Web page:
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Psychosis

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  • 1. EarlyPsychosisA GUIDEFOR MENTAL HEALTHCLINICIANSTHE UNIVERSITY OF BRITISH COLUMBIAMental Health Evaluation &Community Consultation UnitDepartment of Psychiatry2250 Wesbrook MallVancouver British ColumbiaCanada V6T 1W6Printed In CanadaDESIGN: MIND’S EYE STUDIO“SCORNED AS TIMBER, BELOVED OF THE SKY”-EmilyCarr“SCORNED AS TIMBER, BELOVED OF THE SKY”-EmilyCarr
  • 2. EarlyPsychosisMental Health Evaluation& Community Consultation UnitYEAR 2000A GUIDE FORMENTAL HEALTHCLINICIANS
  • 3. Early Psychosis: A Guide for Mental Health CliniciansTableofContentsPractical Guidelines for First-Episode Psychosis. . . . . . . . . . . . . . . . . 4 - 5Preface . . . . . . . . . . . . . . . . . . . . . . . . . . . . . . . . . . . . . . . . . . . . . . . . . . . 6INTRODUCTION . . . . . . . . . . . . . . . . . . . . . . . . . . . . . . . 9First-Episode Psychosis........................................................................11Psychosis and Early Intervention ....................................................11Why is Early Intervention Needed? ................................................12Stress-Vulnerability Model of Onset................................................14Figure 1: Stress-Vulnerability Model...............................................15Course of First-Episode Psychosis......................................................16Prodrome......................................................................................16 - 17Acute Phase..................................................................................18 - 19Recovery Phase ................................................................................20Summary of First-Episode Psychosis ..............................................21 - 22Role of the Clinician ............................................................................23ASSESSMENT . . . . . . . . . . . . . . . . . . . . . . . . . . . . . . . . . . . 25Typical Presentations. . . . . . . . . . . . . . . . . . . . . . . . . . . . . . . . . . . . 25An Assessment Framework . . . . . . . . . . . . . . . . . . . . . . . . . . . . . . . 25Table 1 - Components of a Mental Status Exam . . . . . . . . . . . . 26 - 27Interview Considerations . . . . . . . . . . . . . . . . . . . . . . . . . . . . . . . 30 - 31Family Concerns . . . . . . . . . . . . . . . . . . . . . . . . . . . . . . . . . . . . . . . 32Investigations in First-Episode Psychosis . . . . . . . . . . . . . . . . . . . . 33Referral Issues . . . . . . . . . . . . . . . . . . . . . . . . . . . . . . . . . . . . . . . . . 34Hospitalization. . . . . . . . . . . . . . . . . . . . . . . . . . . . . . . . . . . . . . . . . 35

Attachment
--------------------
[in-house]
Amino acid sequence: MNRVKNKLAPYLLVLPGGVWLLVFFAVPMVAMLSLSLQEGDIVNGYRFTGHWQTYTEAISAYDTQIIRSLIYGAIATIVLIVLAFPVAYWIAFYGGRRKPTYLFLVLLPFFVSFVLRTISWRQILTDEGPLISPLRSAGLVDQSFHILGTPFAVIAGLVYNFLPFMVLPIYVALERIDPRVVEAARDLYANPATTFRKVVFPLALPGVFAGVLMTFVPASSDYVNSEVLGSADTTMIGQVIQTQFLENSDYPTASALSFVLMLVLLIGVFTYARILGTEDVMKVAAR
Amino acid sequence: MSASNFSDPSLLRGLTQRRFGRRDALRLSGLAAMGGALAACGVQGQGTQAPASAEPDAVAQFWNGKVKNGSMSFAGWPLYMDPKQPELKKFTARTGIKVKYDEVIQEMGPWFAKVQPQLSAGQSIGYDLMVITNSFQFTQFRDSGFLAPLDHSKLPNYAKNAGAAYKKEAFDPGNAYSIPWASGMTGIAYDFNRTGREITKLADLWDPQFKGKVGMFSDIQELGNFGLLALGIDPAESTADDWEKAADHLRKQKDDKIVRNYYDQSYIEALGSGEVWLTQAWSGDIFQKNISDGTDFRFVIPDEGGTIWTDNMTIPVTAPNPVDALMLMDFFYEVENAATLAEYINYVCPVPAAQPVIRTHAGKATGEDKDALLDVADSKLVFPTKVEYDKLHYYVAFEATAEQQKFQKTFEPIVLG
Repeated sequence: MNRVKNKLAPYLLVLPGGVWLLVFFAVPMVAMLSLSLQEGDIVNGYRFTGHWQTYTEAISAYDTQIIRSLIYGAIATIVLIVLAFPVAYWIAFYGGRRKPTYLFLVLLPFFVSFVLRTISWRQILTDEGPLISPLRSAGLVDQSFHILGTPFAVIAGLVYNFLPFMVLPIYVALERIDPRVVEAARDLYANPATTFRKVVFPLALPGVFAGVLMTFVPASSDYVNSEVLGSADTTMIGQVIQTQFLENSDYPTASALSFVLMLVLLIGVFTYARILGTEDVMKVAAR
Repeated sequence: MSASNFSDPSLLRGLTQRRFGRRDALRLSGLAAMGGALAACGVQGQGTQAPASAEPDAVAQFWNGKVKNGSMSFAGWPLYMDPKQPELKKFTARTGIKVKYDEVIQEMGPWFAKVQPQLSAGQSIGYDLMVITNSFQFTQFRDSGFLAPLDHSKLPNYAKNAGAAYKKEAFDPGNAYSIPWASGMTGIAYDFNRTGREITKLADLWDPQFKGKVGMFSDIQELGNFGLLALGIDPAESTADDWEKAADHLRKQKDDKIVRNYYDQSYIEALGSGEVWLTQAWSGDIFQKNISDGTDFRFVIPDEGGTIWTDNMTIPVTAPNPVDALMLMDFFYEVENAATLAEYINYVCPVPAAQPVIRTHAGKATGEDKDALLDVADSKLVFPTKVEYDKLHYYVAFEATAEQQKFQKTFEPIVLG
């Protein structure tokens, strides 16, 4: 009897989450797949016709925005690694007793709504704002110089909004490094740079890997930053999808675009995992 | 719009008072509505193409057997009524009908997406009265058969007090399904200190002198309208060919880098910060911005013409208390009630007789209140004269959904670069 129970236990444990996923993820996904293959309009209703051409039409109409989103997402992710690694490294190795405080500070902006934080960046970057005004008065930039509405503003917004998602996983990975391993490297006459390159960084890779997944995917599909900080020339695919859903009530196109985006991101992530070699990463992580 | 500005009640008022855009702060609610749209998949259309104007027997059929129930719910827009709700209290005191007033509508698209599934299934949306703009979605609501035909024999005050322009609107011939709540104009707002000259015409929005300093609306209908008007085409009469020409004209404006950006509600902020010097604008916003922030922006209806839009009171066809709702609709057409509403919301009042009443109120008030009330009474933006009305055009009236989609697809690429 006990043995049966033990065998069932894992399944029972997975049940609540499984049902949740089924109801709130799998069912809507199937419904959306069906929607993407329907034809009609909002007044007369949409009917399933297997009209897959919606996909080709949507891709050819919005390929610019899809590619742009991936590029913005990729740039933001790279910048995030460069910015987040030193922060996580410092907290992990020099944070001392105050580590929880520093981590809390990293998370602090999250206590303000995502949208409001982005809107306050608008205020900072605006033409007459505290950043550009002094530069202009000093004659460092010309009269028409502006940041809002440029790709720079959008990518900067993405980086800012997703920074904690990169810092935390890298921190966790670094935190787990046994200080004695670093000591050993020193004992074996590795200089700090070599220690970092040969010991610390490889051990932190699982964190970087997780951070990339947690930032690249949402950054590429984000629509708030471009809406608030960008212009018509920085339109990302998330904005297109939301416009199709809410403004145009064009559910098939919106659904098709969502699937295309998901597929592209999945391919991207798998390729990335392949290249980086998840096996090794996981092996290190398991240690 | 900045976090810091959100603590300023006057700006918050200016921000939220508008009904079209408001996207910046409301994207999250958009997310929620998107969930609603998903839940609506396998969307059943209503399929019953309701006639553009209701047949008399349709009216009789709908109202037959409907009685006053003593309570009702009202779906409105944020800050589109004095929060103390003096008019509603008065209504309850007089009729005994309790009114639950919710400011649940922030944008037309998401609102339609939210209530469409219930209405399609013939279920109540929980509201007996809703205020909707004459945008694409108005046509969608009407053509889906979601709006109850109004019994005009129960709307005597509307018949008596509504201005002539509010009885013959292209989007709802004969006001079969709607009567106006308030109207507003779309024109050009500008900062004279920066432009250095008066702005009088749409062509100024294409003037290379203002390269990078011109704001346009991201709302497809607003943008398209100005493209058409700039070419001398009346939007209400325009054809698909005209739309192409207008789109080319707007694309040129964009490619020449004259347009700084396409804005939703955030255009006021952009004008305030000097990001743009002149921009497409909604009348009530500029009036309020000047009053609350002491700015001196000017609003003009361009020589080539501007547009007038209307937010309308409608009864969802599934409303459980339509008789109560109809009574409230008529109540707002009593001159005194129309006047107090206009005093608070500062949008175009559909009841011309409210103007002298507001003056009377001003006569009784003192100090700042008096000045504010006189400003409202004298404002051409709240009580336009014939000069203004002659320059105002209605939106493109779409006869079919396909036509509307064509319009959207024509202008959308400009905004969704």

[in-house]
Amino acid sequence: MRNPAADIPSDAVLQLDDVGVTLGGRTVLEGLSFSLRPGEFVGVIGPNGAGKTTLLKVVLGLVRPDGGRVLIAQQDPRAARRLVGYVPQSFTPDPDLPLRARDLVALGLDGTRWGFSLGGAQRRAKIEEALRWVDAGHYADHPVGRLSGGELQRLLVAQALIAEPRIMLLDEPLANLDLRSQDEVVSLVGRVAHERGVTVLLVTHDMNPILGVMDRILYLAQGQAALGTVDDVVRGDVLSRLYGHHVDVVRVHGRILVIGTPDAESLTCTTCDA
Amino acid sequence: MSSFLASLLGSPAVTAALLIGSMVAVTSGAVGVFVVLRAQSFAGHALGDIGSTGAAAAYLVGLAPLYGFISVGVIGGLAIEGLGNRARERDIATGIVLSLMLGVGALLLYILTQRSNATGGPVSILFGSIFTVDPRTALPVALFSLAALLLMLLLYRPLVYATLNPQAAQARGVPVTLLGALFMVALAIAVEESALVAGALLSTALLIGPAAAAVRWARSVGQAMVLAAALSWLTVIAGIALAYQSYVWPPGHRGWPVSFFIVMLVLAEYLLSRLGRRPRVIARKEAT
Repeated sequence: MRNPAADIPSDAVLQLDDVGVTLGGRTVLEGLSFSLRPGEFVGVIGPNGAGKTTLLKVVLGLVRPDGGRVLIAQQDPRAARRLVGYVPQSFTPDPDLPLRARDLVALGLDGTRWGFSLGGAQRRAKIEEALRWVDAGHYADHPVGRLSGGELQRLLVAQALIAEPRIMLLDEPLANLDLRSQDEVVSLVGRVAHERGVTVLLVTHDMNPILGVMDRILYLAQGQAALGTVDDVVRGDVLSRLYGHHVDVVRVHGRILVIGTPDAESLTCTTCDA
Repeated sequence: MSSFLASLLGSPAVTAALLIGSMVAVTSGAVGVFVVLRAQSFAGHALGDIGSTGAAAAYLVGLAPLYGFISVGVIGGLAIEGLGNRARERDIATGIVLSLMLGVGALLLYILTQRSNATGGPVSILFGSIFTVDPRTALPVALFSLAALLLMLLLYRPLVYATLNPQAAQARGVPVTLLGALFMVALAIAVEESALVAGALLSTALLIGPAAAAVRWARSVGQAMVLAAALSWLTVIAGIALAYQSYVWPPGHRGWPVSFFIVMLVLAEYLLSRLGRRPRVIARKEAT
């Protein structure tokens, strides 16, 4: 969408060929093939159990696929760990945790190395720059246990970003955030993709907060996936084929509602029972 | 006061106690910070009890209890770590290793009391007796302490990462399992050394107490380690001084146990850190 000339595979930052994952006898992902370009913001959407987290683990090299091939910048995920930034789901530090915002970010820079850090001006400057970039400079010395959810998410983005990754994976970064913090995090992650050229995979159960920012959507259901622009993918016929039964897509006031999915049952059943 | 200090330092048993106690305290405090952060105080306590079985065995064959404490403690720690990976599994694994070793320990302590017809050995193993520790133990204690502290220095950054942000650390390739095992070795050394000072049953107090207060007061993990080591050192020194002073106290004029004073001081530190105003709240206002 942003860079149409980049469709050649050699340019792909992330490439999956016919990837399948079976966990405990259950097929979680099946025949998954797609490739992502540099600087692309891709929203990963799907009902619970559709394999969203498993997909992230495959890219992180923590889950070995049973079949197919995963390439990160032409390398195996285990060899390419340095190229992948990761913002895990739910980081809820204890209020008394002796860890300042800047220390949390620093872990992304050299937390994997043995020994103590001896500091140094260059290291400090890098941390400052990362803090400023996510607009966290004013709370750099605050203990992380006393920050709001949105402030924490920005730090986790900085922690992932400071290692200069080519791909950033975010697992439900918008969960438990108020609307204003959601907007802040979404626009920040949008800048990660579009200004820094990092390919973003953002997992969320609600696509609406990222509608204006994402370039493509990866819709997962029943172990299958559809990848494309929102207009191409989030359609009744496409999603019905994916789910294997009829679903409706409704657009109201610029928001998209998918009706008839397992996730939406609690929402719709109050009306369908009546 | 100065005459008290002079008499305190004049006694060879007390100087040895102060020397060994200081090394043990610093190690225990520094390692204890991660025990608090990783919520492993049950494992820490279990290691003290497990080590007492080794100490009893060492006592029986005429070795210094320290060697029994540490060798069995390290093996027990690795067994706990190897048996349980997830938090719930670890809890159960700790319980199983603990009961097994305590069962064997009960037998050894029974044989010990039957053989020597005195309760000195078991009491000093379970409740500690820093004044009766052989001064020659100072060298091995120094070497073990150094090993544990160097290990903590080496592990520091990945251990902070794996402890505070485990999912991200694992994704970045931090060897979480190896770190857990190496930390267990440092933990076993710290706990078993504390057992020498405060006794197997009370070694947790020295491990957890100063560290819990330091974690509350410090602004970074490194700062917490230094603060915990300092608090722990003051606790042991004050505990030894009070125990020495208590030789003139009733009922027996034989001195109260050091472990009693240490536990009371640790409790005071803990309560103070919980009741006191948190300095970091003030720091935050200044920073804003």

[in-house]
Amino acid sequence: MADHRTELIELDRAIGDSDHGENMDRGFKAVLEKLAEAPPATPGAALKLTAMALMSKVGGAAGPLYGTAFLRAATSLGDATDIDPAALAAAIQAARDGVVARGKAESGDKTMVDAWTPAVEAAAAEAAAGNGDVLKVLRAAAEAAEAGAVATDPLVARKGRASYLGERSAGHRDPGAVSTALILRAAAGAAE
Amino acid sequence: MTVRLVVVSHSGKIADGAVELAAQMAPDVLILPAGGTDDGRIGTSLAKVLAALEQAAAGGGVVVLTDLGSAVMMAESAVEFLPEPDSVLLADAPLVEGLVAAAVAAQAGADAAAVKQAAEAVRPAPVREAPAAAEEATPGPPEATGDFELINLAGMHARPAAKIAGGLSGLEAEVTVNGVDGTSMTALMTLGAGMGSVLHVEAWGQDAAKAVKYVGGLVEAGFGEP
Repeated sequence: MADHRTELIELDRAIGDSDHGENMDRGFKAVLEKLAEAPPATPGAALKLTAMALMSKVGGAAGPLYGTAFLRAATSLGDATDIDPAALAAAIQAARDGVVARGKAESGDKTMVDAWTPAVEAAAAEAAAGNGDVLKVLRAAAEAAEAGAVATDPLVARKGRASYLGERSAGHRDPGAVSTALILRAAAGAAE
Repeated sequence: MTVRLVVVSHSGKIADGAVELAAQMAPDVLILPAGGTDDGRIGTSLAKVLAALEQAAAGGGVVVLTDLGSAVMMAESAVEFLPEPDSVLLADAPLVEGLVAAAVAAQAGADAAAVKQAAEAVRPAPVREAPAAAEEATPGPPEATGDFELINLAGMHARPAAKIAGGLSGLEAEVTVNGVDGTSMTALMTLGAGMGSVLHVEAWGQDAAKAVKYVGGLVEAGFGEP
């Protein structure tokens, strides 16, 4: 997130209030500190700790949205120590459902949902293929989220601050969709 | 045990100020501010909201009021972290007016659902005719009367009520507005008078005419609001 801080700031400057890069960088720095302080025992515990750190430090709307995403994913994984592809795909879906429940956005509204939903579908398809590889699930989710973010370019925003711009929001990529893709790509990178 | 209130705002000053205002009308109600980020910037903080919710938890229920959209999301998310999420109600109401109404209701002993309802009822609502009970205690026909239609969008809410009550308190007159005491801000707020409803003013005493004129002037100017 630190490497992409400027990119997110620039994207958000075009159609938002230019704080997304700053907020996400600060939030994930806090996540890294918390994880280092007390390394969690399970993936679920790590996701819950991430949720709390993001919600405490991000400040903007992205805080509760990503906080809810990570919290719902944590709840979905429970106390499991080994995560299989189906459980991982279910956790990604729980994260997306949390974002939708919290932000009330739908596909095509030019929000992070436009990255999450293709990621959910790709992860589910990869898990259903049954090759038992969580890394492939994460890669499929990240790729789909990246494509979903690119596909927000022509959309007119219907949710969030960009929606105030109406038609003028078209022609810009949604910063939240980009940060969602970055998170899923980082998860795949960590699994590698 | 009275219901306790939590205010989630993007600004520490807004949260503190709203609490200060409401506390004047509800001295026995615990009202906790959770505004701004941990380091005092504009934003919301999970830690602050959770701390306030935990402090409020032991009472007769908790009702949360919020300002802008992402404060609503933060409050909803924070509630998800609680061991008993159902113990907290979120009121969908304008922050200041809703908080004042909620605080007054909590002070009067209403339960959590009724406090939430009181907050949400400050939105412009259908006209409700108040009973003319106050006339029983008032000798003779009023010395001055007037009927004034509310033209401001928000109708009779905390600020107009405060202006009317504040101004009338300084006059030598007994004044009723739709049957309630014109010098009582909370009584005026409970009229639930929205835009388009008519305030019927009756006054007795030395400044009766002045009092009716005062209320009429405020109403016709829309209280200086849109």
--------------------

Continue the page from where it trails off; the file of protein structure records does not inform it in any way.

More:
• 4. Early Psychosis: A Guide for Mental Health CliniciansTREATMENT................................................................37Guidelines .............................................................................................37Initiating Treatment..............................................................................37Pharmacological Interventions ............................................................38Antipsychotic Medication Free Period ............................................38Pharmacotherapy Options............................................................38 - 39Non-Pharmacological Interventions....................................................40Resources.........................................................................................40Coordinating Care ...........................................................................40Psychoeducation ..............................................................................41Cognitive Therapy ...........................................................................42Coping Skills and Stress Management Approaches ........................42Family Therapy................................................................................43Group Programs...............................................................................43Other Therapies...............................................................................43Summary of Strategies for Early Intervention ...............................44 - 45Source Materials ................................................................................46Other Resources .........................................................................................47Cover Credits .............................................................................................48TableofContents